31. Design Thinking Meld Minds<br />Transcended the “Language” Barrier<br />Image Source: http://www.flickr.com/photos/bamboo-adventure/3530133273/<br />
    32. Design Thinking Meld Minds<br />…the conversation was about how designers needed to learn the language and culture of business to make managers understand the power of innovation. It was the same conversation I heard a decade ago. The same two dozen company CEOs “get it”, plus a few new ones, and the rest still don’t.<br />Bruce Nussbaum June 30th 2010, fastcodesign.com<br />
    33. Design Thinking Picked-up Bad Habits<br />Data to Validate not Predict<br />Benchmarking the New against the Known<br />Relying on Business Metrics<br />Asking People what they Want<br />Optimizing not Innovating<br />http://www.flickr.com/photos/bmhkim/4253242349/<br />
    34. Design Thinking Blinded by Science<br />
    35. Design Thinking is Just Thinking<br />But note that we have had breakthrough ideas and creative thinking throughout recorded history, long before designers entered the scene. When we examine the process in detail, what is being labeled as "design thinking" is what creative people in all disciplines have always done. <br />Don Norman 25 June, 2010 (core77.com)<br />The myth? That designers possess some mystical, creative thought process that places them above all others in their skills at creativegroundbreaking thought.<br />
    36. Business Orthodoxies Resist Change<br />
    37. Constraints to Creativity<br />Common Causes<br /><ul><li> Accessibility to diversified skills-Lack of expertise and tools and processes- Relationshipwith appropriate partners / suppliers- Collaborative culture is overshadowed by corporatepolitics</li></ul>People<br /><ul><li>Ability to fail, and budget for it.- Complacency</li></ul>- Low cross-functional communication or cooperation- Command-and-control management style<br />Culture<br /><ul><li> Distracted with immediate real or perceived crisis (e.g. quarterly results)- Not given compelling case for investment (e.g. marketability, finance,customer loyalty)- New executives or nearing the end of their term</li></ul>Leadership<br />Organizational Challenges<br />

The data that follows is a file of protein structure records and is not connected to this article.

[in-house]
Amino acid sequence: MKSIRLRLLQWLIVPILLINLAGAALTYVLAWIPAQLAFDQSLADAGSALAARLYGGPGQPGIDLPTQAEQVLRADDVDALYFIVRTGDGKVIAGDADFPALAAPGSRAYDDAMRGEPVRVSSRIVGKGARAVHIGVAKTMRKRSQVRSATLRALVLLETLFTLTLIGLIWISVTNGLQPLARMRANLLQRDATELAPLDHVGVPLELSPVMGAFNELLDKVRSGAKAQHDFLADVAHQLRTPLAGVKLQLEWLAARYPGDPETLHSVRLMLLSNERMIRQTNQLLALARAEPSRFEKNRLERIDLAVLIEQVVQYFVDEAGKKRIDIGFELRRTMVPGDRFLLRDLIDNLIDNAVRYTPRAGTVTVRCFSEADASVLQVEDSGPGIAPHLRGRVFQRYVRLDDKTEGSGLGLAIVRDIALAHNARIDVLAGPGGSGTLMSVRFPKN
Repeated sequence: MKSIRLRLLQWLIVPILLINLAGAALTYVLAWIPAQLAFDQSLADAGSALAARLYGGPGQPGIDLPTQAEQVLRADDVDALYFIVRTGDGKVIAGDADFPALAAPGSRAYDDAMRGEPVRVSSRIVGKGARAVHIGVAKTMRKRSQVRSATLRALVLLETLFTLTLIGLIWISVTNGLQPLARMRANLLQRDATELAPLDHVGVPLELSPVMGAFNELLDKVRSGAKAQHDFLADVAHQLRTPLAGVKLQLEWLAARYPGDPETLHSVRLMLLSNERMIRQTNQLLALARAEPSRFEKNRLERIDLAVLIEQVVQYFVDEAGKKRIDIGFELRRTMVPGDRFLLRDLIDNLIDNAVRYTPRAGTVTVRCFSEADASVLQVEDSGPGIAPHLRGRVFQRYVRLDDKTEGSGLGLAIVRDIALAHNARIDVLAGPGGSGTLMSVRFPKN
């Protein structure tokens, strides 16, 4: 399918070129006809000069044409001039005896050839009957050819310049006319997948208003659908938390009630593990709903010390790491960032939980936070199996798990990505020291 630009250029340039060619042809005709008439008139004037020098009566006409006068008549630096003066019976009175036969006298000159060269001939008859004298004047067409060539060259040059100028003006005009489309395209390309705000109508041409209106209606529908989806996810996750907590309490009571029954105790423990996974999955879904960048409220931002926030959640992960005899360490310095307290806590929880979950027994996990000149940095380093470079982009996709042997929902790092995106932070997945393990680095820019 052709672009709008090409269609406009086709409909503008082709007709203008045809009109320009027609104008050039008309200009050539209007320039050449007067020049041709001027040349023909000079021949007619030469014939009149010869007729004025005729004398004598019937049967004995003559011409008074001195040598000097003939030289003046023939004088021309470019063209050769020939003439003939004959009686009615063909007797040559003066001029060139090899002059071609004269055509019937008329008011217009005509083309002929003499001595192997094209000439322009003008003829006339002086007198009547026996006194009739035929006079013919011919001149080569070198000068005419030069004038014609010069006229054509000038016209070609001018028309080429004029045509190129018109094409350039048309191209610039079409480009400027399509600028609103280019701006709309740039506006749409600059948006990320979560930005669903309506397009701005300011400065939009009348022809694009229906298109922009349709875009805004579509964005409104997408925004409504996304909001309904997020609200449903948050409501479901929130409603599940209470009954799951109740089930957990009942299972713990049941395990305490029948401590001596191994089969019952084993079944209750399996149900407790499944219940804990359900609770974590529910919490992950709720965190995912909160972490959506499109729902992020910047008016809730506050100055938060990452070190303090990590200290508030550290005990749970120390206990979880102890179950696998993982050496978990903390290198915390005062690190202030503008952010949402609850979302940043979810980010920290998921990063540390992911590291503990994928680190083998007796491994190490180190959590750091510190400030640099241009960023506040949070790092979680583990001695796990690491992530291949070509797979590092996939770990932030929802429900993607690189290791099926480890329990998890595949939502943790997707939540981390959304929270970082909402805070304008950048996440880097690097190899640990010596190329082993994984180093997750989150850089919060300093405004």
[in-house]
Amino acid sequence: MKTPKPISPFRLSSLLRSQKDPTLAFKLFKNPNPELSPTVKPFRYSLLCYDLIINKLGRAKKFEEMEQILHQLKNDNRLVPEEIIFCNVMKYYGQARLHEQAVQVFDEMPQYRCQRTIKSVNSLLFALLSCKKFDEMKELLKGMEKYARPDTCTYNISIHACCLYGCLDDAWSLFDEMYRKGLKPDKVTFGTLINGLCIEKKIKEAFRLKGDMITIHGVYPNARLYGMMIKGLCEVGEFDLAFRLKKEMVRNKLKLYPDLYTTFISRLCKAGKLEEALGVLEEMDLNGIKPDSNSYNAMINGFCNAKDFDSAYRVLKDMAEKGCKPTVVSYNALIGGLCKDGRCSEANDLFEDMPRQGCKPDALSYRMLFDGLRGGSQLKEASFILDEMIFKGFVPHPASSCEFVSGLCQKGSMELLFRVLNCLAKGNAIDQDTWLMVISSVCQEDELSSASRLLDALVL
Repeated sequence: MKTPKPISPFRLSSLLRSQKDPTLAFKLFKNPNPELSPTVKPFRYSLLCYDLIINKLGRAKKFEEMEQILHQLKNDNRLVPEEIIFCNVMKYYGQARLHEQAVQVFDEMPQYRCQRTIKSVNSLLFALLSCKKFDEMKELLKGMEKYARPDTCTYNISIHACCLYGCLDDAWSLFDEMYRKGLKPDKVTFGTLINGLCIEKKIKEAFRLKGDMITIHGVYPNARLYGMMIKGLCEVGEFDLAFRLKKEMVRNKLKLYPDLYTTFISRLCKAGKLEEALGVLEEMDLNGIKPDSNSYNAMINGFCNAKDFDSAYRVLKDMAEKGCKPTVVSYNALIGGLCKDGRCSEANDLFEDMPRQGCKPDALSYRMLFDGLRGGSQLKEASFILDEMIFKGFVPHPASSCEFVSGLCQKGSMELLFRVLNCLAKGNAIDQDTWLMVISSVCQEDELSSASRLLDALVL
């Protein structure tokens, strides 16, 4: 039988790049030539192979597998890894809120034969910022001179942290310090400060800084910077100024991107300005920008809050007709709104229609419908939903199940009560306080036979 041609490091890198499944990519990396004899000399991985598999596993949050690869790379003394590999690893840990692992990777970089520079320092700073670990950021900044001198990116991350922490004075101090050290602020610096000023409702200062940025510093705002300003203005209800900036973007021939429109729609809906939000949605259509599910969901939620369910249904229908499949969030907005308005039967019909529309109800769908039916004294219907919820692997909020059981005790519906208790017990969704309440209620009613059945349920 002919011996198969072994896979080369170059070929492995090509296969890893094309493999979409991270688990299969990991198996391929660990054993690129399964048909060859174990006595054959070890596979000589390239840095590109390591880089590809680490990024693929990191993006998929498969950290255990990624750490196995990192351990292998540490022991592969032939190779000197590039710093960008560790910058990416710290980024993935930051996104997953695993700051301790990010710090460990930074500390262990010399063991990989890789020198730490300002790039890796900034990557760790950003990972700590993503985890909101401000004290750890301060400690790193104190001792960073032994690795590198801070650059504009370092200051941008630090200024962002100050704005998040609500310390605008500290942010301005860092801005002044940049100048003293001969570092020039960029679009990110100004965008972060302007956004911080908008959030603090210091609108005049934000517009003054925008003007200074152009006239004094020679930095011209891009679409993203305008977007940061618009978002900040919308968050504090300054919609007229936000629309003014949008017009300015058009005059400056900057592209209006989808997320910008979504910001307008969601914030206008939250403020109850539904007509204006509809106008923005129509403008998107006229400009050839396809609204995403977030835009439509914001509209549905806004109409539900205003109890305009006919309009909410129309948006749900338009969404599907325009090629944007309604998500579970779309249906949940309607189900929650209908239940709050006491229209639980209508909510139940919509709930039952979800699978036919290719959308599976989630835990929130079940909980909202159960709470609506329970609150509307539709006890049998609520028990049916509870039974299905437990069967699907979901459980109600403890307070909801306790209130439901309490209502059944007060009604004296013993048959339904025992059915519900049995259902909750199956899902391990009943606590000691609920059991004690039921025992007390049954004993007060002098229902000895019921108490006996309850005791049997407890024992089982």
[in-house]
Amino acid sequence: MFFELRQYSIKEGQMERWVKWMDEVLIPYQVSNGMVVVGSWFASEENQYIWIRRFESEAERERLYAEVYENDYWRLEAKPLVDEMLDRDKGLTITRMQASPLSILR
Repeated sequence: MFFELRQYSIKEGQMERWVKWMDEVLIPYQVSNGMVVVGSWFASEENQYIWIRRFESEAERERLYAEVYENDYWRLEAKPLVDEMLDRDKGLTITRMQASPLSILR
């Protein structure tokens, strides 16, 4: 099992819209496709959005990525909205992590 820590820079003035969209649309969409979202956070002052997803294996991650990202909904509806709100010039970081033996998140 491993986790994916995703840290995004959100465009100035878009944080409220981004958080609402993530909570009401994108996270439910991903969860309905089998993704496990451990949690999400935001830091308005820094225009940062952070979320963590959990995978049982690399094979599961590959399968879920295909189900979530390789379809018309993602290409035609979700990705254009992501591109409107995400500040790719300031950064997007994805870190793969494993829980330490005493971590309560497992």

38. Technology<br />Design <br />Business<br />Silos in Corporate Culture<br />
    39. Motorola bucked the industry trend in 2004, by introducing the ultra thin Razr.<br />Successfully navigated 3 key challenges:<br />Avoided consensus based decision making<br />Avoided temptation to layer in additional features<br />Did not involve phone operators in the development<br />Geoffrey Frost (Motorola CMO) 4 lesson’s of the Razr: <br />It was a bet being made, not covered<br />No compromise was the standard operating procedure – no trade-offs<br />We did not try to predict the market based on history, we bet if it was good enough it would make its own market<br />We put the best, brightest, craziest & most passionate people on it<br />Defying Corporate Gravity – The Razr<br />